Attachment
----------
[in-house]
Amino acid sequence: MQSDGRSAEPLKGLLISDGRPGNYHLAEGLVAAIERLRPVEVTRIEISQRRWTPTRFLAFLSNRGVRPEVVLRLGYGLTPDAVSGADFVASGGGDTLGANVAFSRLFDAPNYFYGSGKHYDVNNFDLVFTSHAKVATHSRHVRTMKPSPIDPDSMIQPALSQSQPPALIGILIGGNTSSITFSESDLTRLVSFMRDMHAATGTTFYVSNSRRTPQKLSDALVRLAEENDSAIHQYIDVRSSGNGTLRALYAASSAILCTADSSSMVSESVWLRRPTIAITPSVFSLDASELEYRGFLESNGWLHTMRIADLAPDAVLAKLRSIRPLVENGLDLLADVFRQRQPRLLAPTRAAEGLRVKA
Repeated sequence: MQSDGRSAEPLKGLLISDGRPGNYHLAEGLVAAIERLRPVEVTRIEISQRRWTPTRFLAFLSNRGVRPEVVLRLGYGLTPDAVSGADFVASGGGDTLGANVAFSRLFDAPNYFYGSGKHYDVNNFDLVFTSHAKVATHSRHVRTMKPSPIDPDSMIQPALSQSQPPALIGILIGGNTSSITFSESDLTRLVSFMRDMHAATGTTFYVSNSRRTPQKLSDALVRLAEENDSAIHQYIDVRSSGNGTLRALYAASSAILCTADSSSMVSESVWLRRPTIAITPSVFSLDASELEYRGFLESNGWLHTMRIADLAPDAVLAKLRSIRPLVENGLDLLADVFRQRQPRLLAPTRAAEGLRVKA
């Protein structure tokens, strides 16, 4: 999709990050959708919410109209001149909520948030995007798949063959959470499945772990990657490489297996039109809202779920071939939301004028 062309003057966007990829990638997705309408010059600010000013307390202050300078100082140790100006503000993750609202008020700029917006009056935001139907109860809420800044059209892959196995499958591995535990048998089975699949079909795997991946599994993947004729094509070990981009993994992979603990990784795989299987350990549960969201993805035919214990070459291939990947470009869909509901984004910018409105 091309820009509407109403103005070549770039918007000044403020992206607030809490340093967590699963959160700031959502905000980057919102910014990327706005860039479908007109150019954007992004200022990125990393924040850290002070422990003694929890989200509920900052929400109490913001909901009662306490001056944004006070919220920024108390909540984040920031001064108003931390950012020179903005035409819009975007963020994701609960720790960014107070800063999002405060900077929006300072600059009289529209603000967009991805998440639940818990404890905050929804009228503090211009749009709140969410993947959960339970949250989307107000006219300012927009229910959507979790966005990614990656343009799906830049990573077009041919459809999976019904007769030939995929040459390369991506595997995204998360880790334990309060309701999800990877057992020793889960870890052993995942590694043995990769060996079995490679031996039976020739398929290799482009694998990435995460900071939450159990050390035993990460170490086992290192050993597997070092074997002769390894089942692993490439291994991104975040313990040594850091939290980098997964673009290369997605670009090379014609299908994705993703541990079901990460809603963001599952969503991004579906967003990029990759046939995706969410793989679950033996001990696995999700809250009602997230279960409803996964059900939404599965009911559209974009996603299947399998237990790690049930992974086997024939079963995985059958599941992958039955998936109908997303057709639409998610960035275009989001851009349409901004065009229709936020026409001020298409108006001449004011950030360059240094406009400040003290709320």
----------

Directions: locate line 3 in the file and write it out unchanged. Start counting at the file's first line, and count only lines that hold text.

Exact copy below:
Repeated sequence: MQSDGRSAEPLKGLLISDGRPGNYHLAEGLVAAIERLRPVEVTRIEISQRRWTPTRFLAFLSNRGVRPEVVLRLGYGLTPDAVSGADFVASGGGDTLGANVAFSRLFDAPNYFYGSGKHYDVNNFDLVFTSHAKVATHSRHVRTMKPSPIDPDSMIQPALSQSQPPALIGILIGGNTSSITFSESDLTRLVSFMRDMHAATGTTFYVSNSRRTPQKLSDALVRLAEENDSAIHQYIDVRSSGNGTLRALYAASSAILCTADSSSMVSESVWLRRPTIAITPSVFSLDASELEYRGFLESNGWLHTMRIADLAPDAVLAKLRSIRPLVENGLDLLADVFRQRQPRLLAPTRAAEGLRVKA